Some thoughts about the illustration. This illustration is from a 1667 edition of Phaedrus, and the Roman poet Phaedrus is our first written source for this story about the peacock and his divine patroness. It's not the prettiest illustration, but I think it is the most interesting. Across the top we can see Juno lounging in the clouds along with her husband, Jupiter. The peacock has ascended to the heavens in order to make his complaint to Juno, his patroness. You can see his beautiful tail trailing behind him; in other fables, the peacock is not a high-flyer, but he is flying pretty high here. He is looking towards Juno plaintively, and she is reaching out her hand in a gesture of denial. Then, just below the clouds we can see other birds flying along in the sky, and along with a small bird perched in a tree; presumably the small bird is the nightingale of whom the peacock is especially jealous. Then, down on the ground, is what makes the scene so interesting: there are five men standing and one man sitting next to a tree, and each of the men is different from one another in their clothing and what they are doing, along with the objects they are holding. One man is reading, another man is carrying a load on his head, there's one with a pitchfork and another with a hammer, and two men looking more aristocratic. In their own way, it looks like these men are there to represent the variety of human endowments and occupations, mirroring on earth the variety of birds that Juno is describing to the peacock up in the clouds.


Nigeria: Why the Sun and the Moon Live in the Sky

In addition to sharing Aesop's fables at this blog, I also want to share fables and stories from other sources. This story below comes from Elphinstone Dayrell's Folk Stories from Southern Nigeria (which you can read free online).

This is an "ecological" fable about rising waters. The sun and the moon are very good-hearted, but they are also foolish, not thinking about the consequences of their actions.

I have adapted the story here to make it shorter; you can read the original version here.


(Sun and Moon from Pixabay)

The sun and his wife, the moon, used to live on the earth. The sun and the moon were friends with the water, and they often visited the water in his house, but the water did not come to visit the sun's house.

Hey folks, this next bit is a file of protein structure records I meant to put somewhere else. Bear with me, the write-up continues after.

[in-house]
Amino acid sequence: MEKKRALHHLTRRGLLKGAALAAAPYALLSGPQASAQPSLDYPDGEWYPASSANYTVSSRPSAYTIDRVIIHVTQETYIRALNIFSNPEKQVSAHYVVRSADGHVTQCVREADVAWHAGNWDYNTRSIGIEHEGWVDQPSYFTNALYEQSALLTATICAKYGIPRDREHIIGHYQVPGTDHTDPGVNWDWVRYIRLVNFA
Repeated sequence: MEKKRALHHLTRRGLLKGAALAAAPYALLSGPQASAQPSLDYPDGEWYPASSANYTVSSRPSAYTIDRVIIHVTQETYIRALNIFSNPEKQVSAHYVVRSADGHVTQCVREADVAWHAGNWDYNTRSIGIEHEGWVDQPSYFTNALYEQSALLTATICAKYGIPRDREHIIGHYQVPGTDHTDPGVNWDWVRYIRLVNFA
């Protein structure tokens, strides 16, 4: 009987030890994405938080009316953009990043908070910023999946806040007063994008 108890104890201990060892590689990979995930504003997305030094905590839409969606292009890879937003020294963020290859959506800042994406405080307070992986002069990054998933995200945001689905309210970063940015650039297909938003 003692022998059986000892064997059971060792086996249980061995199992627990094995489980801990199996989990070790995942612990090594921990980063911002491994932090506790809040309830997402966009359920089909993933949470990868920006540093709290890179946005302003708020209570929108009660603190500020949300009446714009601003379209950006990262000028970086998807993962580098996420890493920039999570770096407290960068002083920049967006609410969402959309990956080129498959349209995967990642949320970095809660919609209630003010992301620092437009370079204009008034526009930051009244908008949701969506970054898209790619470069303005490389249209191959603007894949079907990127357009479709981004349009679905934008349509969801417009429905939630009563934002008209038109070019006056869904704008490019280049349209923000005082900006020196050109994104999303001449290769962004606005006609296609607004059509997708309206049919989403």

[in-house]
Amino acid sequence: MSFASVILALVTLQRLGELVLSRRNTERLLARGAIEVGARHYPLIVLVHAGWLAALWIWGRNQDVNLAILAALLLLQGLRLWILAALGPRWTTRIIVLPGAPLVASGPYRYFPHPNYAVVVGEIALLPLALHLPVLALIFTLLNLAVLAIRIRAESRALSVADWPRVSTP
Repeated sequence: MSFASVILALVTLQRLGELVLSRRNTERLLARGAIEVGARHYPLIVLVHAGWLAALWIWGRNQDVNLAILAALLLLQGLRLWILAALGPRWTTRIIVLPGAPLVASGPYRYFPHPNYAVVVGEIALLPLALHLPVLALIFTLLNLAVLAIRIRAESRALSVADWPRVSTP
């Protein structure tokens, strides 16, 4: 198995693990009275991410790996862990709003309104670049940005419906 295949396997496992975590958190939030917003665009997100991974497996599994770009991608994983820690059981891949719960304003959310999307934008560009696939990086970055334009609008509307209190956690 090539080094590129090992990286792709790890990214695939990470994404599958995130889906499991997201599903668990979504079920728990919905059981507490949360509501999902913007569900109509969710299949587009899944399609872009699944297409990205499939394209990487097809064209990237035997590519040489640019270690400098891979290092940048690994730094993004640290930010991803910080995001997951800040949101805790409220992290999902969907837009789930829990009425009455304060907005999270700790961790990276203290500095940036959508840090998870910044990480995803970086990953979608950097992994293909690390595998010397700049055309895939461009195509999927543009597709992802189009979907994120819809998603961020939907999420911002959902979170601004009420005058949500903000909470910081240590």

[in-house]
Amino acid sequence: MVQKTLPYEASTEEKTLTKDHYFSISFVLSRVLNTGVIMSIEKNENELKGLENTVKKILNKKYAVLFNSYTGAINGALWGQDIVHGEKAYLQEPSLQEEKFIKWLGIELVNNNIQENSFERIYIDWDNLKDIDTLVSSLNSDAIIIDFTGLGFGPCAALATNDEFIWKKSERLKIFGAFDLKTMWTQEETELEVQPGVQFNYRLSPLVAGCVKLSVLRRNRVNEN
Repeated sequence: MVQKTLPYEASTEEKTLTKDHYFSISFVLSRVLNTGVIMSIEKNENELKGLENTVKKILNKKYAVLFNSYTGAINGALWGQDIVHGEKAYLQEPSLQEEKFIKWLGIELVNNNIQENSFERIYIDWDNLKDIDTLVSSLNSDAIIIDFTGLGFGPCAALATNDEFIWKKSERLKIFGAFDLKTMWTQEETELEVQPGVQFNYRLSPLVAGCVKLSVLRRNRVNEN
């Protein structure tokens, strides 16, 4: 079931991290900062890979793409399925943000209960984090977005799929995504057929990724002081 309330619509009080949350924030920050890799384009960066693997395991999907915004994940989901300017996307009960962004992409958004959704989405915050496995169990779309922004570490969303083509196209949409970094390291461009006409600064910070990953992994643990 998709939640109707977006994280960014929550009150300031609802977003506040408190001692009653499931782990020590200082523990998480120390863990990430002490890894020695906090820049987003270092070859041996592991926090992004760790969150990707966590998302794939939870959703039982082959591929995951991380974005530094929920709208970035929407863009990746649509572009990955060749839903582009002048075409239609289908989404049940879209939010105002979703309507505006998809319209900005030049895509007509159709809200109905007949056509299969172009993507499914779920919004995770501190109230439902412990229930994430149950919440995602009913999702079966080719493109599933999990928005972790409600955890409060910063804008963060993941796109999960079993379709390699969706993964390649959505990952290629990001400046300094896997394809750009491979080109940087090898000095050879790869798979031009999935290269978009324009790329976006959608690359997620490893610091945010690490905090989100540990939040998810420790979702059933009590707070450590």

"Why do you not come visit us in our house, my friend?" asked the sun.

The water replied, "Your house is not big enough; if I come there with all my family, there will not be room for us all."

So the sun and the moon decided to build a bigger house. When they were finished, they invited the water to come visit. "I am coming," said the water. "Is there room?" The sun and the moon said yes, so the water came in, along with all the fish and the frogs and the other members of the water's family.

When the water was knee-deep in the house of the sun, he asked, "Is there room?" The sun and moon said yes, so the water kept coming.

When the water was waist-high, he asked, "Is there room?" The sun and moon said yes, so the water kept coming.

When the water was as high as a man's head, he asked, "Is there room?" The sun and moon climbed up on the roof of their house and said yes, so the water kept coming.

And when the water flowed over the top of the roof, the sun and the moon had to go live in the sky, and that is where they have been living ever since.


India: The Donkey in the Tiger's Skin

This Indian story comes from Arthur Ryder's translation of The Panchatantra of Vishnu Sharma (which you can read free online).

This story might remind you of the Aesop's fable about the donkey in the lion's skin. In this story, though, it is not the donkey but his master who comes up with the trick of using the tiger skin. The donkey is glad to go along with the trick because it allows him to eat and get fat. Another appetite, however, will put an end to the donkey's good fortune, as you will see:


Android app illustration for the donkey in the tiger's skin

There was once a laundryman named Clean-Cloth in a certain town. He had a single donkey who had grown very feeble from lack of fodder.

As the laundryman wandered in the forest, he saw a dead tiger, and he thought: "Ah, this is lucky. I will put this tiger-skin on the donkey and let him loose in the barley fields at night. For the farmers will think him a tiger and will not drive him out."

When this was done, the donkey ate barley to his heart's content. And at dawn the laundryman took him back to the barn. So as time passed, he grew plump. He could hardly squeeze into the stall.

But one day the donkey heard the bray of a she-donkey in the distance. At the mere sound he himself began to bray. Then the farmers perceived that he was a donkey in disguise, and killed him with blows from clubs and stones and arrows.

However skilful in disguise,
However frightful to the eyes,
Although in tiger-skin arrayed,
The ass was killed — because he brayed.